New publication: innovating techniques to advance climate change projection coverage.

New research published this month in the International Journal of Climatology, led by the University of East Anglia’s Climatic Research Unit and co-authored by EarthSystemData, has innovated a novel method to increase the efficiency of generating climate prediction data. The study demonstrates new research methods that enable daily climate projection data to be produced that can represent a greater range of potential climate futures than could otherwise be achieved. Read more below! 

Increasing complexity of the mathematical models used to predict Earth’s climate is a double-edged sword: more features can be added to these models, better representing the real world, but running the more complex models becomes expensive — both computationally and in real-money terms.

This expense is compounded since to adequately prepare for the continued heating of Earth, a variety of predictions are needed to represent different possible futures: for example, one set predicting what would happen to the climate system when all nations reduce greenhouse gas emissions; another set to simulate a future in which only some countries do – and so on.

Devising ways to reduce the expense of climate predictions is of critical importance then, especially since information is needed now, to build and prepare for current and future heating.

Certain properties of how the Earth’s climate system responds to global heating, can be exploited to help reduce the cost of assembling the necessary predictions. Fundamental here is the tendency of many local climate parameters to change linearly with the planetarymean temperature change: For example, temperature at a specific city, Tx, will often change as a scaled function, a, of the global mean temperature change ΔT:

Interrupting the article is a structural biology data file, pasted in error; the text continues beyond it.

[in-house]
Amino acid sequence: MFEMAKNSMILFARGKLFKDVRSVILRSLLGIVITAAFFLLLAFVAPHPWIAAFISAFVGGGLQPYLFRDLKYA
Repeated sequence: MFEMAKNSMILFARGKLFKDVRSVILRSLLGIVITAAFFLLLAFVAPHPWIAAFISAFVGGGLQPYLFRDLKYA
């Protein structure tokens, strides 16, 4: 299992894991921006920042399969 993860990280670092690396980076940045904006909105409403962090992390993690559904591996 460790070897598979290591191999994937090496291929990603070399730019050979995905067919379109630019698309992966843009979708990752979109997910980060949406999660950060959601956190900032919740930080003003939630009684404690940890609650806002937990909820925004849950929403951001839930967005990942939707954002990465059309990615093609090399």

T_x=a∆T

[i]

This is useful since it means that once we know the scaling functions, a, for all points on the planet, we can then decipher the local climate change knowing just the future global temperature change, ΔT.

In essence, we do not need to run the ‘full’ climate model. Instead, we can use a less-complex (i.e. quicker and cheaper) model to establish ΔT for a pool of different future scenarios and then calculate the local climate response according to [i].

This technique, pattern scaling, was innovated in the 1990s, and is frequently used to increase the information available to international and national policy makers , including for the UN-IPCC Assessment Reports, fundamental in forming planning strategies for future climate impacts.

Pattern scaling utilises the relationship between the change of a climate parameter (e.g. monthly rainfall amount) at a given location, with the change in the overall global-mean temperature. Shown here are the 'pattern values' - i.e. 'a' in eq. [i] - for an example analysis [Author's own study, 2020].

Usually pattern scaling produces monthly-scale data. However, effective climate planning requires information on the daily climate (i.e. the future weather) as well, especially in the case of hydrological planning for floods and droughts. Providing daily climate data can be difficult for complex global climate models – which excel in simulating the slower time-scale planetary processes which modify the climate, but may be less accurate in simulating higher-time scale, and geographically local (i.e. at the city or village scale), data.